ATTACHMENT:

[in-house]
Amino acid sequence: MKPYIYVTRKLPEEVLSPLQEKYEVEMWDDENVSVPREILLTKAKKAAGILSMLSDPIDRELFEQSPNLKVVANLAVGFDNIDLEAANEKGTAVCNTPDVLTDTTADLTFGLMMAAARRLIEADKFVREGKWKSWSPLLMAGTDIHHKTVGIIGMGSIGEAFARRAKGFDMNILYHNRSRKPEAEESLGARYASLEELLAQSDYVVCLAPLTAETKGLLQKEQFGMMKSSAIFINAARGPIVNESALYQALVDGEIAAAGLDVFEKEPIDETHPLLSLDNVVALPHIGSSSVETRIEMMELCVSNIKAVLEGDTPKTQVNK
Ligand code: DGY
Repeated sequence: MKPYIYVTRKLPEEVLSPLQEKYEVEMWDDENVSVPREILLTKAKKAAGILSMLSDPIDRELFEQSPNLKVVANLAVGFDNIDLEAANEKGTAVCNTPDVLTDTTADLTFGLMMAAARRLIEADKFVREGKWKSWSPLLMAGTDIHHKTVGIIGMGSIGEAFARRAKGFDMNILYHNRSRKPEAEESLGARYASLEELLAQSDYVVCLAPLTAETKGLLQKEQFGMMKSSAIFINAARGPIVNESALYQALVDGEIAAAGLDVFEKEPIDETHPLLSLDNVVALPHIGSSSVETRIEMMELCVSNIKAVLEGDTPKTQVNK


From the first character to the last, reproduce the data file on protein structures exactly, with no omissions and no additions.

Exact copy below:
[in-house]
Amino acid sequence: MKPYIYVTRKLPEEVLSPLQEKYEVEMWDDENVSVPREILLTKAKKAAGILSMLSDPIDRELFEQSPNLKVVANLAVGFDNIDLEAANEKGTAVCNTPDVLTDTTADLTFGLMMAAARRLIEADKFVREGKWKSWSPLLMAGTDIHHKTVGIIGMGSIGEAFARRAKGFDMNILYHNRSRKPEAEESLGARYASLEELLAQSDYVVCLAPLTAETKGLLQKEQFGMMKSSAIFINAARGPIVNESALYQALVDGEIAAAGLDVFEKEPIDETHPLLSLDNVVALPHIGSSSVETRIEMMELCVSNIKAVLEGDTPKTQVNK
Ligand code: DGY
Repeated sequence: MKPYIYVTRKLPEEVLSPLQEKYEVEMWDDENVSVPREILLTKAKKAAGILSMLSDPIDRELFEQSPNLKVVANLAVGFDNIDLEAANEKGTAVCNTPDVLTDTTADLTFGLMMAAARRLIEADKFVREGKWKSWSPLLMAGTDIHHKTVGIIGMGSIGEAFARRAKGFDMNILYHNRSRKPEAEESLGARYASLEELLAQSDYVVCLAPLTAETKGLLQKEQFGMMKSSAIFINAARGPIVNESALYQALVDGEIAAAGLDVFEKEPIDETHPLLSLDNVVALPHIGSSSVETRIEMMELCVSNIKAVLEGDTPKTQVNK